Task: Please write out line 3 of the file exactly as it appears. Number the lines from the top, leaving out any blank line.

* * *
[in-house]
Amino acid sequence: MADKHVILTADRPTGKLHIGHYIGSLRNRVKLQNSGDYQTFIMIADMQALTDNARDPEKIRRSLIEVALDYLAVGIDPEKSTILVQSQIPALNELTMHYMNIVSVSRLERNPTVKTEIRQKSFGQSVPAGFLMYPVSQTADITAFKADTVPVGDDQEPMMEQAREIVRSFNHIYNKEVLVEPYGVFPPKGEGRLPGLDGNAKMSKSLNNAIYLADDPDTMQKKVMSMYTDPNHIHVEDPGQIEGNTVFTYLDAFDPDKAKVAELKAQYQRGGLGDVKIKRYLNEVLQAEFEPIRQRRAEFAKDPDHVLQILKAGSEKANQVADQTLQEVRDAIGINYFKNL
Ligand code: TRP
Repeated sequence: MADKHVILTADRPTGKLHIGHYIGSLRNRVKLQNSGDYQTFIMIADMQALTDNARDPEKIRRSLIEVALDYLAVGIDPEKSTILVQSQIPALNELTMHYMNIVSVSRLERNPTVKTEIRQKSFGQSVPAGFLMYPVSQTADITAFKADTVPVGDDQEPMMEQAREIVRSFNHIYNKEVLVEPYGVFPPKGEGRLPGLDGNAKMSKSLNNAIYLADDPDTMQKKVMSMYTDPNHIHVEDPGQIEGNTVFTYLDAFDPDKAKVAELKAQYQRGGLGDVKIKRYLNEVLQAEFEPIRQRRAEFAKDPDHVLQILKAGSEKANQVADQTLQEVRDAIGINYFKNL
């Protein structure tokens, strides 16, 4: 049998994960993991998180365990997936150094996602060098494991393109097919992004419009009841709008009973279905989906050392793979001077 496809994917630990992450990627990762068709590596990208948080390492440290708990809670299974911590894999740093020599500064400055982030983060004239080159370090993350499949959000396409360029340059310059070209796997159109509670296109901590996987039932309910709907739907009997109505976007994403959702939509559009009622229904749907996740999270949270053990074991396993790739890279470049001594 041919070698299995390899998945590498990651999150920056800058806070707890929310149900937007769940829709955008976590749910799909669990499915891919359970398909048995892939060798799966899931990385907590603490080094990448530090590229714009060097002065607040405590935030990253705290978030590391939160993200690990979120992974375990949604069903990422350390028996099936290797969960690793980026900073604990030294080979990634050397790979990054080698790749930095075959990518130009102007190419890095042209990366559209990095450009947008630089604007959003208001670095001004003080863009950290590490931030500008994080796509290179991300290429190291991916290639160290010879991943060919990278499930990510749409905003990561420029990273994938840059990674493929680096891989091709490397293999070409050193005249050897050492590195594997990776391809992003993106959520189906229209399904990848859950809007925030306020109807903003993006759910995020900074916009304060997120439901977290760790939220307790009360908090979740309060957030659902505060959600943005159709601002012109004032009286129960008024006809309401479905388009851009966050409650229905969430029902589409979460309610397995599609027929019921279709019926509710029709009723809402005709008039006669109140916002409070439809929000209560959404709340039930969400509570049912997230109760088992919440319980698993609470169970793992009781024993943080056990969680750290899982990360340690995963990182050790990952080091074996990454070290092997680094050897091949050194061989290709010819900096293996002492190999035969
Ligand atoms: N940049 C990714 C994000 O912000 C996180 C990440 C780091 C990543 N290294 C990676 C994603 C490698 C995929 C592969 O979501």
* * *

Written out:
Ligand code: TRP